Bryce – Solo Winter Adventures in Utah: Day 1

Bryce – Solo Winter Adventures in Utah: Day 1

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The ‘Silent City’ of hoodoos at Bryce from Inspiration Point at sunrise (Janaury 27, 2020; 18℉)

Overview Trip Report: Bryce (Day 1)

  • Date: January 27, 2020
  • Activity: Winter Hiking; 3 separate day hikes
  • Weather: 18ºF to 34ºF (maximum wind speed: 35 – 45 mph)
  • Trail Name(s):
    1. The Rim Trail: Inspiration Point to Sunset Point (0.6 miles one way). I hiked it as an out-and-back (1.2 miles) just after dawn. Trail conditions: 8 – 12 inches light powder on top of packed powder; ~3 foot drifts in the margins. Traction: snowshoes recommended.
    2. Peek-a-boo Loop Trail from Bryce Point (5.5 miles total). I hiked from, and returned to, Bryce Point. Trail conditions: drifting snow, light powder, 4 – 12 inches of packed powder and occasion ice with Intermittent ice and mud at the lower elevations. Traction: microspikes and trekking poles.
    3. The Rim Trail: Sunrise Point to Sunset Point (0.5 miles one way). I hiked it as an out-and-back (1.0 miles) just before dusk. Trail conditions: black ice on pavement sections, unpaved sections were a mix of snow and ice (1 – 4 inches of powdery snow obscuring underlying ice). Traction: microspikes and trekking poles.
  • Parking/Access: Before sunrise, roads in National Park hadn’t been plowed yet (4 to 6 inches of powder had fallen overnight). They plowed just after sunrise. Rainbow Gate remained closed throughout the day. I was the second car to enter the park for the day, and parking remained easy throughout my time at Bryce.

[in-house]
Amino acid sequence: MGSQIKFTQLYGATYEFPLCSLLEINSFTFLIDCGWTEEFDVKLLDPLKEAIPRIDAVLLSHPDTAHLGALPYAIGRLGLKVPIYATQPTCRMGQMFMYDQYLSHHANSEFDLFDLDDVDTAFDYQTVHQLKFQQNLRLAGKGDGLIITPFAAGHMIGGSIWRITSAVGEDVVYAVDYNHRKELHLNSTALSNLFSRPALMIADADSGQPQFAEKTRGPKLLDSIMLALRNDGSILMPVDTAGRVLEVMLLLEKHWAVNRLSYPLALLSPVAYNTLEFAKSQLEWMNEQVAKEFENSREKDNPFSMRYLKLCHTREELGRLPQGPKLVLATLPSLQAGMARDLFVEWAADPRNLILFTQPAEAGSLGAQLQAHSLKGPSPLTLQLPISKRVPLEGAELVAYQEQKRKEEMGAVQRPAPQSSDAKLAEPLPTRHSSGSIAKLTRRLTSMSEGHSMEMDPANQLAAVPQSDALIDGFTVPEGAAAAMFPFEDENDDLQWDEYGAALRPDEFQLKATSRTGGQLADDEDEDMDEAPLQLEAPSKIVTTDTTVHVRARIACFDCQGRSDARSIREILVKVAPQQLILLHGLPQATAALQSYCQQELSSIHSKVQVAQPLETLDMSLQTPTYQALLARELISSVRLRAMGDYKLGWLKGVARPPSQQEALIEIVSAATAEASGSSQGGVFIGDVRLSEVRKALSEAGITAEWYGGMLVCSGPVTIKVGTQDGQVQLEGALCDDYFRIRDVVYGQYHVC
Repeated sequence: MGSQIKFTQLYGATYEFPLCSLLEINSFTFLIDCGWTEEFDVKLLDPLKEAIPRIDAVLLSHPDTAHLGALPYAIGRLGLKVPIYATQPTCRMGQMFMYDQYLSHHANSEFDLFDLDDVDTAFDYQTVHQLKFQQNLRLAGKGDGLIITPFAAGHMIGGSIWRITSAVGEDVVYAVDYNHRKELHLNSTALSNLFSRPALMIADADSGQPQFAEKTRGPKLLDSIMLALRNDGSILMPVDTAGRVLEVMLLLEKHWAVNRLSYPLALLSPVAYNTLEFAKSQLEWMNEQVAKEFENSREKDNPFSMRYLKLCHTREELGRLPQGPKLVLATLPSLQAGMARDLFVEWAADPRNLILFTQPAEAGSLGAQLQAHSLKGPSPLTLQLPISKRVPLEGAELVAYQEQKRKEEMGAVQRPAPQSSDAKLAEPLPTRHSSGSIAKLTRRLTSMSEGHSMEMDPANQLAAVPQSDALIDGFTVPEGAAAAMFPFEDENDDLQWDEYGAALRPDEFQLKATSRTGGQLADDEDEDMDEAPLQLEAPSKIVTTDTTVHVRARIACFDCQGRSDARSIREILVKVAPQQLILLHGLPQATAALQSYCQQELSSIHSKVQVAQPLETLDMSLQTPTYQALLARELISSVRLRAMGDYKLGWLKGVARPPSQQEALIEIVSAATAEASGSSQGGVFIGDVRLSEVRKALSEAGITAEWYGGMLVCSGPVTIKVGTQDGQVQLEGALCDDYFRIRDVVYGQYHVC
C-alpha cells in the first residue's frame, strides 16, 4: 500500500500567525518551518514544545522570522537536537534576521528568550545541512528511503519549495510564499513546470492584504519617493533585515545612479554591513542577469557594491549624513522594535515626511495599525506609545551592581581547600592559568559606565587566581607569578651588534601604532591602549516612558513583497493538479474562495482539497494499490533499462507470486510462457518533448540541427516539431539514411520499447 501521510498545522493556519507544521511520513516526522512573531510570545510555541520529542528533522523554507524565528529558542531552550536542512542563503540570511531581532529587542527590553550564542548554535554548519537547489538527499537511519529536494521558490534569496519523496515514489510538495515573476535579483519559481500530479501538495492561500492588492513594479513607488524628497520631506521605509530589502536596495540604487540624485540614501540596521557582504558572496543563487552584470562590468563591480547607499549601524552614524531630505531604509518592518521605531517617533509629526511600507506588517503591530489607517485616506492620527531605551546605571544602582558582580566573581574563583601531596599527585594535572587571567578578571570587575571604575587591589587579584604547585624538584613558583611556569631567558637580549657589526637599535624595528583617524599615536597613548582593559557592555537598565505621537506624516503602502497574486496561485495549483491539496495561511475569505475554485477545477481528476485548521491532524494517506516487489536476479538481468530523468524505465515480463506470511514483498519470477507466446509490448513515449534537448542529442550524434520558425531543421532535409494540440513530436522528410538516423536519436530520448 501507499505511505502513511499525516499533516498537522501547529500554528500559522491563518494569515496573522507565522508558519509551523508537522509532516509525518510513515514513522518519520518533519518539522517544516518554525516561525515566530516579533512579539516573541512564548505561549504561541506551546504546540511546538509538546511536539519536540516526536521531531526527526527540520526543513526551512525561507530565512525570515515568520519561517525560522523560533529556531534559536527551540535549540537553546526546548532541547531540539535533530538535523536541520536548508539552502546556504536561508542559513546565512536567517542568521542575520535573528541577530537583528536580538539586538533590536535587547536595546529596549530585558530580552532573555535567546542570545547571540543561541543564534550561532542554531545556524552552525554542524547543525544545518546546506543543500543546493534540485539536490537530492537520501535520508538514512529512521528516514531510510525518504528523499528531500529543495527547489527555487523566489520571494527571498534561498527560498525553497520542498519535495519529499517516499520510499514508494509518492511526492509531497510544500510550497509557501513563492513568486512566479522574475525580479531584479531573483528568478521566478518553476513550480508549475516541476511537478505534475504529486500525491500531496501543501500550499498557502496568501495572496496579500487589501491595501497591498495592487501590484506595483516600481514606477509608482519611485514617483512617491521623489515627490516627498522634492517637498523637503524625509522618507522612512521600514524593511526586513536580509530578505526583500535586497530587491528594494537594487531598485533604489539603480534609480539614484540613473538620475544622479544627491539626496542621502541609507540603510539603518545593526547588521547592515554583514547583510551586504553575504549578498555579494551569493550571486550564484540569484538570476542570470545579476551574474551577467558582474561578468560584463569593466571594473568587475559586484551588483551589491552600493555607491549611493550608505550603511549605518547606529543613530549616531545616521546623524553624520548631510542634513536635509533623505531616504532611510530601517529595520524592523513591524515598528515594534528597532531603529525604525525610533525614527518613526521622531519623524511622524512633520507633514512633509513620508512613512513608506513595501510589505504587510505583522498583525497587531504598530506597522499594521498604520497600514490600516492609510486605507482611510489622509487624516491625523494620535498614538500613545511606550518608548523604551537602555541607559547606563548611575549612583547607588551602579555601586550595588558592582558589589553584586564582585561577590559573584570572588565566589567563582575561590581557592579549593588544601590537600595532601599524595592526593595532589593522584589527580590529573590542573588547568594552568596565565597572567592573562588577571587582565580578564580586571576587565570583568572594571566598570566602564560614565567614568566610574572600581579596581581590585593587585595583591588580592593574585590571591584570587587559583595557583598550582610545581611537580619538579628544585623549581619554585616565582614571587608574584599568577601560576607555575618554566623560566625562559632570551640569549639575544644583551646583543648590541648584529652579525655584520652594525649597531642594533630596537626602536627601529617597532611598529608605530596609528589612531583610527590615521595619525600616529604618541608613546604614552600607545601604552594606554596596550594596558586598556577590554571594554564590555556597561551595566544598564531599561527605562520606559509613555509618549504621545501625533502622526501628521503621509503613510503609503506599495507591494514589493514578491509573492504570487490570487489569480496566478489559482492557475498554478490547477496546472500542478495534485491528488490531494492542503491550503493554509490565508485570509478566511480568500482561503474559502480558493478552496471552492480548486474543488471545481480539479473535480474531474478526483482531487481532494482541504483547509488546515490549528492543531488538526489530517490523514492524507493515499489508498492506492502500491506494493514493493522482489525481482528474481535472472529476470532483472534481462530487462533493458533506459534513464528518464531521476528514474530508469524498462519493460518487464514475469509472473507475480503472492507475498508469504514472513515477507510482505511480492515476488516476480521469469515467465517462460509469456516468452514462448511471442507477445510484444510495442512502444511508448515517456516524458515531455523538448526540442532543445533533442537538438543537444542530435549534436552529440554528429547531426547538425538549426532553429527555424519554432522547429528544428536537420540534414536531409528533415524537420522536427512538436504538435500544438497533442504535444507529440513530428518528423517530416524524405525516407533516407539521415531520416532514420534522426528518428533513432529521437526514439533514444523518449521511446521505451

• Background about Bryce: For information about the history, geology, and terms used when discussing Bryce, see my previous post: What is Bryce Canyon? Hoodoo?

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Keeping it Raw? Actually Backpackers You Might Still Want to Treat Your Stream Water

Crossing Streams in the Andes

When I come across a bunch of raw water in the backcountry, what do I do? Sometimes I swim in it, sometimes I desperately try to avoid it in the hopes of staying dry, and sometimes I drink it. When I drink it, do I keep it raw? Very rarely. During my Appalachian Trail (AT) and Pacific Crest Trail (PCT) thru-hikes, the most popular approaches when it came to drinking raw water were to:

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Doggone Cold! Winter Gear List for Dogs

Winter on Mary's Rock

Here’s a list of the winter hiking and backpacking gear that M’s Seeing Eye Dog Edge used on our winter Appalachian Trail adventure in Virginia for New Year’s. This list includes the gear he used for climbing up to Mary’s Rock with wind-chills of -15℉, as well as the gear he used for his first winter overnight (with a record-breaking low of -2℉).

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6 Shiny Things for Winter Adventurers

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For me one of the shiniest (best) things is a beautiful winter’s day in the mountains with sunshine, bluebird skies, sparkling fresh snow, and glittering cascades of ice (Mt. Monroe, NH 2017).

During winter when the darkness comes too soon and lingers for far too long, all the shiny, sparkly, and glittery things seem to have extra appeal. The six things that made my list for this year’s winter gift guide ($7 to $70) and gear review all make dark winter days and long winter nights a little bit brighter, shinier, and more sparkly. So, without further ado, here are a few of my shiniest things (additional holiday song spoofs included in photo captions):

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5 Ways to Keep Mosquitoes and Ticks from Bugging You! (Gear Guide+)

Black flies, ticks, mosquitoes, and other biting insects can turn the most peaceful outdoor paradise into a stressful tormenting nightmare. In this post I’ll discuss the bug repellent strategies and gear that have worked for me as well as those that are recommended by the CDC, and that are registered with the EPA (after being shown to be both safe and effective for human use in repelling ticks and mosquitoes).

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